Page:Popular Science Monthly Volume 1.djvu/560

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five stars are found to be all receding from the earth at the rate of about 30 miles per second.

This result at once illustrates the interesting nature of Dr. Huggins's discoveries, and affords promise of future revelations even more interesting. The theories hitherto accepted respecting the constitution of the stellar universe have been tried against the views recently propounded, with a result decidedly in favor of the latter. We may feel assured that the matter will not rest here. A simple and decisive piece of evidence, such as that we have described, will invite many to examine afresh the theories respecting the stellar heavens which have so long been received unquestioningly. The theory of star-drift is associated with others equally novel, and which admit equally well of being put to test. We venture to predict that, before many years have passed, there will be recognized in the star-depths a variety of constitution and a complexity of arrangement startlingly contrasted with the general uniformity of structure recognized in the teachings at present accepted.—Spectator.


By WM. B. CARPENTER, M. D., LL. D., F. R. S.

MANY of you, I doubt not, will remember that I had the pleasure of addressing you in this hall some months ago, with reference to researches which I had a share in carrying on into the Depths of the Ocean, when I endeavored to give you some insight into the conditions of the sea-bottom as regards temperature, pressure, animal life, and the deposits now in process of formation upon it.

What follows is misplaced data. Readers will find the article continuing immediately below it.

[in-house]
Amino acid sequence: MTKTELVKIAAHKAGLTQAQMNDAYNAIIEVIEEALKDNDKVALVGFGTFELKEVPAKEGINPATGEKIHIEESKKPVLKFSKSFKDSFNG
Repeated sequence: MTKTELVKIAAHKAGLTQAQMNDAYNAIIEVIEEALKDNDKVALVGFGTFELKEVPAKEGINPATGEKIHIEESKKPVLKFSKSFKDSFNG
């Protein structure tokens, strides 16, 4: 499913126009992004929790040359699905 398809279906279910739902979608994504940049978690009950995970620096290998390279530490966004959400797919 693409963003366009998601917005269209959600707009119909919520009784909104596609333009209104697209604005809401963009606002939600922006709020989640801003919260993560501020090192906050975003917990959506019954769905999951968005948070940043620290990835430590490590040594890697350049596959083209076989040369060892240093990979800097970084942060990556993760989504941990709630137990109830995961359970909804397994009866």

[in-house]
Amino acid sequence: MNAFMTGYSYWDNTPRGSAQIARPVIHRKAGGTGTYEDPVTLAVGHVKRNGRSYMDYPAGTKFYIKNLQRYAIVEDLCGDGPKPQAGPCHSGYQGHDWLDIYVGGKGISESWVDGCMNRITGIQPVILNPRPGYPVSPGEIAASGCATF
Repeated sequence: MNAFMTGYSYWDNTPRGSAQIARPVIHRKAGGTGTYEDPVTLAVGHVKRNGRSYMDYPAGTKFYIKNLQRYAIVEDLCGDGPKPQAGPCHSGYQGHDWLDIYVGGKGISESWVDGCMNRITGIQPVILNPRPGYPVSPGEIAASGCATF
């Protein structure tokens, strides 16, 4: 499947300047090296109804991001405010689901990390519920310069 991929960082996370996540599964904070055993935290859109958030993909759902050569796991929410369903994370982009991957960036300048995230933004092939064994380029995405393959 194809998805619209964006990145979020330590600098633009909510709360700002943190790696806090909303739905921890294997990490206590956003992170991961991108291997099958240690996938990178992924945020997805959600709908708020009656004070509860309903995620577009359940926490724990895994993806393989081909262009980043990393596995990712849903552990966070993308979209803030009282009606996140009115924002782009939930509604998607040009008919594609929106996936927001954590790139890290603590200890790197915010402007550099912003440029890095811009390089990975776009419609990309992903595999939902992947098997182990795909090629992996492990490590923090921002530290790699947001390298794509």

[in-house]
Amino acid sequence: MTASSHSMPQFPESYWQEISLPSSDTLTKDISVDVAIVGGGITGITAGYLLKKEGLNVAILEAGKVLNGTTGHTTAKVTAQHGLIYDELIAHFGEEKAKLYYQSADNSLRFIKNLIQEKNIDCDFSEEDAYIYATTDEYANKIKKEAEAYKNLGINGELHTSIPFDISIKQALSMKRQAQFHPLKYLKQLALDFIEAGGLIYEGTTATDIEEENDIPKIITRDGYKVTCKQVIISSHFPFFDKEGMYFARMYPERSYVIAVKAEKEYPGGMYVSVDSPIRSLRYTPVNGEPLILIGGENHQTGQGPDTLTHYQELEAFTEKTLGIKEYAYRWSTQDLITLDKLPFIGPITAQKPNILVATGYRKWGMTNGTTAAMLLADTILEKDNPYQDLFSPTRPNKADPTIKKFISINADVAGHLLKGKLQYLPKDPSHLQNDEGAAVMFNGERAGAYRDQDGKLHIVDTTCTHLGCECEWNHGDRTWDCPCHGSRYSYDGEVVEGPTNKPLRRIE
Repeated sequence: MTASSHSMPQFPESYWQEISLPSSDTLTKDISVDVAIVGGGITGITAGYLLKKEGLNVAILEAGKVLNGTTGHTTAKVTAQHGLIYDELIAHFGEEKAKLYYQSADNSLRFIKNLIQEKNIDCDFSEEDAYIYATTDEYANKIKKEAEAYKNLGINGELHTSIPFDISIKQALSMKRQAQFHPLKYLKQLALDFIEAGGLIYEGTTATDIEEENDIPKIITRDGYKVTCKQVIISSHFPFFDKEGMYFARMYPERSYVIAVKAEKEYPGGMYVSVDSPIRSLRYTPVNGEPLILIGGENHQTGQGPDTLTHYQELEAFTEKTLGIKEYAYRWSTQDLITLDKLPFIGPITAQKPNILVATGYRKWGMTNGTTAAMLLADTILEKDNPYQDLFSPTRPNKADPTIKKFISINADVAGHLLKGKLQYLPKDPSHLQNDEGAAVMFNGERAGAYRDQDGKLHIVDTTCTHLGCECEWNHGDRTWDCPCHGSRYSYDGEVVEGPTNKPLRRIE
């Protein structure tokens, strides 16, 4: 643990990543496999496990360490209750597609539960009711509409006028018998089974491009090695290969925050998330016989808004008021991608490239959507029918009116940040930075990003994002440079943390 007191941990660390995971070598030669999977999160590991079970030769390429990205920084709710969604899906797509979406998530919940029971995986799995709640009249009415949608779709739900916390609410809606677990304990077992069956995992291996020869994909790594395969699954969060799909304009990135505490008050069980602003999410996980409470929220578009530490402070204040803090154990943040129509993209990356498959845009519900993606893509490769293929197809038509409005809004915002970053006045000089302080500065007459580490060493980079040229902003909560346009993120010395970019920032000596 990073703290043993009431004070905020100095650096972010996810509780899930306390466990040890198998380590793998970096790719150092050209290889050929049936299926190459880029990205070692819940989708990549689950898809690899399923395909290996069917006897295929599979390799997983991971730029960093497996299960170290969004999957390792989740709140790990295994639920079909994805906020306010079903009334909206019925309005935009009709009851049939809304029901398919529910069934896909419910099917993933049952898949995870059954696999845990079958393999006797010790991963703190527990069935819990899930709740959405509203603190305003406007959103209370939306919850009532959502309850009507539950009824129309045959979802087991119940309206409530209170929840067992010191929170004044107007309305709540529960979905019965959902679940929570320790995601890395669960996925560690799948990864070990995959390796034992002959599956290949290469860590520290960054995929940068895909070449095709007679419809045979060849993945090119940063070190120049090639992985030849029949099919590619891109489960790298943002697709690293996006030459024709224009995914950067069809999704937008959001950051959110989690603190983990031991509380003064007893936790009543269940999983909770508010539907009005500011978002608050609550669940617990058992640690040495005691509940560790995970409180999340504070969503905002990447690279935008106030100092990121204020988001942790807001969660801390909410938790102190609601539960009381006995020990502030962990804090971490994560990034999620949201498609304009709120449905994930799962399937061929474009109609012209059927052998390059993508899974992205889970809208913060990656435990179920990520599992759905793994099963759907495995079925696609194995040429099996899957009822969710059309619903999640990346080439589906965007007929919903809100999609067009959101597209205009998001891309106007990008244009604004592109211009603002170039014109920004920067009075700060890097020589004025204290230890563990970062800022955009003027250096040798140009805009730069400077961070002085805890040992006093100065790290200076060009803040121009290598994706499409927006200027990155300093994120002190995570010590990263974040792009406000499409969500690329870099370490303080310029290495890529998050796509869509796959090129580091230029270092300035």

Now, I am going this evening to carry you into quite a different field of inquiry—an inquiry which I venture to think I have had some share in myself promoting, into what goes on in the Depths of our own Minds. And I think I shall be able to show you that some practical results of great value in our own mental culture, as training and as discipline, may be deduced from this inquiry. I shall begin with an anecdote that was related to me after a lecture which I gave upon this subject about five years ago, at the Royal Institution, in London. As I was coming out from the lecture-room, a gentleman stopped me and said, "A circumstance occurred recently in the north of England, which I think will interest you, from its affording an exact illustration of the doctrine which you have been setting forth to-night." The illustration was so apposite, and leads us so directly into the very heart of the inquiry, that I shall make it, as it were, the text for the commencement of this evening's lecture.[1] The manager of a bank in a certain

  1. A lecture, delivered in the Hulme Town Hall, Manchester.